Over 100% increase in deaths in US states hit hard by coronavirus compared to previous years, shows CDC data
The number of people who have died so far across several US states hit hard by the coronavirus pandemic has seen a massive jump this year as compared to the same time period in 2017-2019, according to an analysis done by the US Center for Disease Control and Prevention (CDC).
Some of the states where deaths have been far higher than normal include New Jersey (percent of expected deaths is 131% higher than normal), New York (122%), Massachusetts (112%), Michigan (106%), Maryland (105%), and Colorado, Illinois, and Vermont (104%). The CDC says that these are provisional death counts, which will not match counts in other sources, such as media reports or numbers from county health departments. It has been 100 days since the first COVID-19 case was identified in Seattle, in January.
For the study, the CDC analyzed deaths involving coronavirus disease, pneumonia, and influenza in the US, for the weeks ending February 2, 2020, to April 25, 2020. The percent of expected deaths in the report is the number of deaths for all causes for this week in 2020 compared to the average number across the same week in 2017-2019, say experts.
“Percent of expected deaths are based on the total count of deaths in the most recent weeks of the current year, compared with an average across the same weeks of the three previous years (that is, 2017-2019). Percent of expected deaths are shown to provide context for interpreting provisional counts of COVID-19 deaths and deaths due to related causes. Where estimated values are high (for example, greater than 100%), this suggests that mortality is higher in 2020 relative to the same weeks of prior years,” the report explains.
In New York City, which is the epicenter of the outbreak in the US, data as of April 30 shows that the percent of expected deaths has seen a spike of 219% compared to a similar period in 2017-2019. This includes 10,978 reported deaths from COVID-19 and 30,711 deaths from all causes.
However, these numbers are preliminary because death certificates take time to be processed and collected, and complete death tallies from the CDC can take up to eight weeks to become final. Death data, once received and processed by the National Center for Health Statistics (NCHS), are tabulated by the state or jurisdiction in which the death occurred. COVID-19 deaths may also be classified or defined differently in various reporting and surveillance systems.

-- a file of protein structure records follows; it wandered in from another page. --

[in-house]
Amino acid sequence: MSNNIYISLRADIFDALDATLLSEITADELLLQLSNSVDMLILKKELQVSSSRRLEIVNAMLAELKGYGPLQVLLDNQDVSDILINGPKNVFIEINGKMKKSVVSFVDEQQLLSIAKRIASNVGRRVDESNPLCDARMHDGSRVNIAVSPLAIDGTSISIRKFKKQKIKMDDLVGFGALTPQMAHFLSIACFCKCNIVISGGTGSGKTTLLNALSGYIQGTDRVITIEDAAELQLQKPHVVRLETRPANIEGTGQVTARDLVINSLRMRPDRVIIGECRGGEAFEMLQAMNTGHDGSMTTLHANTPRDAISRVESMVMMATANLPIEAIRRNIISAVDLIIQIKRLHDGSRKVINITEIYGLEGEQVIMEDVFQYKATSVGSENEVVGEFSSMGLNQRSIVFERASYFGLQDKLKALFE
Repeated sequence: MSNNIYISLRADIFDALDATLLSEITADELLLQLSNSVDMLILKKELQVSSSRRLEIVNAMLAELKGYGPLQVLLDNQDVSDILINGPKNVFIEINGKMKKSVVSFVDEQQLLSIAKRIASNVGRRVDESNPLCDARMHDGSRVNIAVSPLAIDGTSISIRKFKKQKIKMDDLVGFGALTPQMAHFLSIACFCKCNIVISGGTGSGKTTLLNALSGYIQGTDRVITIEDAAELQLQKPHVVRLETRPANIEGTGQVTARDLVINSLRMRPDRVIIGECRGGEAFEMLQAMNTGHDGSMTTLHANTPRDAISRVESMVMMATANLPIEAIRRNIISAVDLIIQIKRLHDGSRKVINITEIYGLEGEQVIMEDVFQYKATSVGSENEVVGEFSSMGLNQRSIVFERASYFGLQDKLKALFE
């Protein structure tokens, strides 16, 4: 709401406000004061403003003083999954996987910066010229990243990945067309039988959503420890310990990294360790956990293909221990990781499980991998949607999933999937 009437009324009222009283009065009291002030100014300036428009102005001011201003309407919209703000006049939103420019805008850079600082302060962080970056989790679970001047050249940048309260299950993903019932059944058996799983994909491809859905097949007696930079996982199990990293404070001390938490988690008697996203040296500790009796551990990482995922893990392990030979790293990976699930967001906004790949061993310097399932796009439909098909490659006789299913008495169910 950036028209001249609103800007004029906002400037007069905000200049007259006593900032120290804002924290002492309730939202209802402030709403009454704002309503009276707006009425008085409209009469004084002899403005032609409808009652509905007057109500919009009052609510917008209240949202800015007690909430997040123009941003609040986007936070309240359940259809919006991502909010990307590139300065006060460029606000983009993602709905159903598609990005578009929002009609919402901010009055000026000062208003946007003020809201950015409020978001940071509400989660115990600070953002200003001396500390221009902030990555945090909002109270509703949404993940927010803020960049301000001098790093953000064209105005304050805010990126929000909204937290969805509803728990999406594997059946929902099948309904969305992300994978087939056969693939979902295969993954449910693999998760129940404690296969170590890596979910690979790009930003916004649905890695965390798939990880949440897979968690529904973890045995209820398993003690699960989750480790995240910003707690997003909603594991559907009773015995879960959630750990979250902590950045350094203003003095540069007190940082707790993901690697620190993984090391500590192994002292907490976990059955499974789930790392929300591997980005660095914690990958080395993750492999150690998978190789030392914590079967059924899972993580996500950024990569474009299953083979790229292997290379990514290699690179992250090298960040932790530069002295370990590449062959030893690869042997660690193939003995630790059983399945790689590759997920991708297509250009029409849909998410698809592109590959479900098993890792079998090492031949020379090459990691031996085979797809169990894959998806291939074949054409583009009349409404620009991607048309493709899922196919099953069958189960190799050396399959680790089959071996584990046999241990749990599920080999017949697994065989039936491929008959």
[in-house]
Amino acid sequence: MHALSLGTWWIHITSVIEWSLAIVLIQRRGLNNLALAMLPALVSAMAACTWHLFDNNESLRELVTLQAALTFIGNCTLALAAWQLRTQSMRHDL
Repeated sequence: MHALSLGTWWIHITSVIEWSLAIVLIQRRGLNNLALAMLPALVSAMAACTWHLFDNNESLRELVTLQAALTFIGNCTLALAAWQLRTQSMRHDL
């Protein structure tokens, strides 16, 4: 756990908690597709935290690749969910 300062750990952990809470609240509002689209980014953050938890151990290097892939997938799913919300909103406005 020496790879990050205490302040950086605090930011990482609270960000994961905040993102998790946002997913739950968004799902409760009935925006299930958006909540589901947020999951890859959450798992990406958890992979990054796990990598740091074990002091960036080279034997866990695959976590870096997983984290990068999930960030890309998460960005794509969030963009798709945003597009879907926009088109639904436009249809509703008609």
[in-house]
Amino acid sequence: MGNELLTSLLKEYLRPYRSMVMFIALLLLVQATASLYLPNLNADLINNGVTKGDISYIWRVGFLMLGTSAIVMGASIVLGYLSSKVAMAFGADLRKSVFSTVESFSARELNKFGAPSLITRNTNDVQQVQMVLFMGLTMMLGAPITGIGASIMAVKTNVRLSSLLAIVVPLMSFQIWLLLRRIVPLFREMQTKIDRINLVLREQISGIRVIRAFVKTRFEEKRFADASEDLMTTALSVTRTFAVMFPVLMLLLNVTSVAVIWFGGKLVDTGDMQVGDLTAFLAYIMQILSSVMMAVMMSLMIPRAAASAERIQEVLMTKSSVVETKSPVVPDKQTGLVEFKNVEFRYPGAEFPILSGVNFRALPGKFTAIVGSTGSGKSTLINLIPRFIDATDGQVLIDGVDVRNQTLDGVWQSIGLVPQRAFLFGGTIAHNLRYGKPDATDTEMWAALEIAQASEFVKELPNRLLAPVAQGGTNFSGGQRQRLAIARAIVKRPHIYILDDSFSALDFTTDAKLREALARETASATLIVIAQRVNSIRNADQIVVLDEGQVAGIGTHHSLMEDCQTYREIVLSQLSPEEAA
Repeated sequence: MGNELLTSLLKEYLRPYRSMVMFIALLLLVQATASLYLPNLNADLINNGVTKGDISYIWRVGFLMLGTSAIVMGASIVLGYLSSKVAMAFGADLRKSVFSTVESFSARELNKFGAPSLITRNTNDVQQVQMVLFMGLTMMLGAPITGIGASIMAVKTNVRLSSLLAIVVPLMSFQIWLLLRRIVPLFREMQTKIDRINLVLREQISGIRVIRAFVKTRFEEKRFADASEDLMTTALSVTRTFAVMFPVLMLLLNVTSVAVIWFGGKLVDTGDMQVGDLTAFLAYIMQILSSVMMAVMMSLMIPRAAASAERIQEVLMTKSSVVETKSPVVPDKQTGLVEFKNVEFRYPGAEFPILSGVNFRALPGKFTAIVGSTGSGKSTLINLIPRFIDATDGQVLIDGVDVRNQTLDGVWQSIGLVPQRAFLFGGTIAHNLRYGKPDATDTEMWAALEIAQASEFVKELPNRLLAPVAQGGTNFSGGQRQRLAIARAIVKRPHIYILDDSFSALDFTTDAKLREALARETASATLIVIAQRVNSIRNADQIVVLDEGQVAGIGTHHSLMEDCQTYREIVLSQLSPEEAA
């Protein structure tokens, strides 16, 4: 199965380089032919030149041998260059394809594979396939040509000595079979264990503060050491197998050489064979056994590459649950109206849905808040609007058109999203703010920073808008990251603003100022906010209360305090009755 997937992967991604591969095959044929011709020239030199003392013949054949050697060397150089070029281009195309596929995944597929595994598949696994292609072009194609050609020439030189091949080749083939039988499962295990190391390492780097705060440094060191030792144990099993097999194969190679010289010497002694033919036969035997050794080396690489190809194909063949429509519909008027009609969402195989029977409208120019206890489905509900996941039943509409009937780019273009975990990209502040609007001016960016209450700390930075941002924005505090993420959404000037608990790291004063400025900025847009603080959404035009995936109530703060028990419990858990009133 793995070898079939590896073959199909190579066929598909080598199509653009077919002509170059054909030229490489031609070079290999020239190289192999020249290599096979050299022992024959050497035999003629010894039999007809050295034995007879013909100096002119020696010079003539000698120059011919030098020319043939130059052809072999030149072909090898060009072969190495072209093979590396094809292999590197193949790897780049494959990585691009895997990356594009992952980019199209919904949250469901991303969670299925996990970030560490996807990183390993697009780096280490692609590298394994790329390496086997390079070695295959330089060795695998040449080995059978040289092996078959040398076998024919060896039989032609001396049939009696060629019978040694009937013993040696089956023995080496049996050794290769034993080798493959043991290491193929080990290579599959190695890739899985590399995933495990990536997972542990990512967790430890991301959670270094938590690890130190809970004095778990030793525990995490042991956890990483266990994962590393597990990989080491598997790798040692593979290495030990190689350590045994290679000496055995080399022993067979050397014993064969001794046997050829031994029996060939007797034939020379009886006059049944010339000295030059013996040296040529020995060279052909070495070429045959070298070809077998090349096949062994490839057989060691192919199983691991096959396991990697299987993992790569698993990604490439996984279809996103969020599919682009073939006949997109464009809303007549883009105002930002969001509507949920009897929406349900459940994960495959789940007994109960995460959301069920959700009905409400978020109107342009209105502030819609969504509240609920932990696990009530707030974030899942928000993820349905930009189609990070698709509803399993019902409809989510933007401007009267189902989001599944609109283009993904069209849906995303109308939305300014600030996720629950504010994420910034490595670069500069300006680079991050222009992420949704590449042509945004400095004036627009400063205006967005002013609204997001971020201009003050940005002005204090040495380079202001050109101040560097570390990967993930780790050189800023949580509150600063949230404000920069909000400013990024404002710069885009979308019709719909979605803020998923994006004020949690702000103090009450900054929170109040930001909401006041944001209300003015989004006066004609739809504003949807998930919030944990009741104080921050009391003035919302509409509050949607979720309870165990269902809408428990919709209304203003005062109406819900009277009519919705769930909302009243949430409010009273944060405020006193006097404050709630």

“Death counts in this report include laboratory-confirmed COVID-19 deaths and clinically confirmed COVID-19 deaths. Data during this period are incomplete because of the lag in time between when the death occurred and when the death certificate is completed, submitted to NCHS and processed for reporting purposes. This delay can range from 1 week to 8 weeks or more, depending on the jurisdiction, age, and cause of death,” says the report.
It adds, “Previous analyses of provisional data completeness from 2015 suggested that mortality data is approximately 27% complete within 2 weeks, 54% complete within 4 weeks, and at least 75% complete within 8 weeks of when the death occurred.”
Thus the new data is partial and most likely undercounts the COVID-19 death toll significantly. For example, as far as the US is concerned, data shows that there have been 34,521 COVID-19 deaths and 713,386 deaths from all causes. However, according to the Johns Hopkins tracker, over 1,070,030 COVID-19 cases have been reported from across the US, and 63,019 have died in the coronavirus pandemic as of May 1.
Again, in New Jersey, CDC data shows that there have been 4,147 COVID-19 deaths and 25,480 deaths from all causes. However, according to the New Jersey Department Health, 7,228 deaths have been reported as of April 30, and there are 118,652 confirmed cases of the new coronavirus.
Further, the CDC says that pneumonia and influenza deaths were included in the report as COVID-19 may be misclassified as pneumonia or influenza deaths in the absence of positive test results, and pneumonia or influenza may appear on death certificates as a comorbid condition. “Additionally, COVID-19 symptoms can be similar to influenza-like illness, thus deaths may be misclassified as influenza. Thus, increases in pneumonia and influenza deaths may be an indicator of excess COVID-19-related mortality. Additionally, estimates of completeness for pneumonia and influenza deaths may provide context for understanding the lag in reporting for COVID-19 deaths, as it is anticipated that these causes would have similar delays in reporting, processing, and coding,” the findings state.
Meanwhile, a breakup of the US COVID-19 deaths shows that 23,441 people have died in a healthcare setting (inpatient), 1,648 deaths have occurred in a healthcare setting (outpatient or emergency room), 44 were dead on arrival in a healthcare setting, 2,415 deaths were at home, and 439 died in a hospice facility. The CDC report also shows 6,160 deaths happened in a nursing home/long term care facility, 369 have been described as ‘other,’ and the place of death is not known in the case of five people.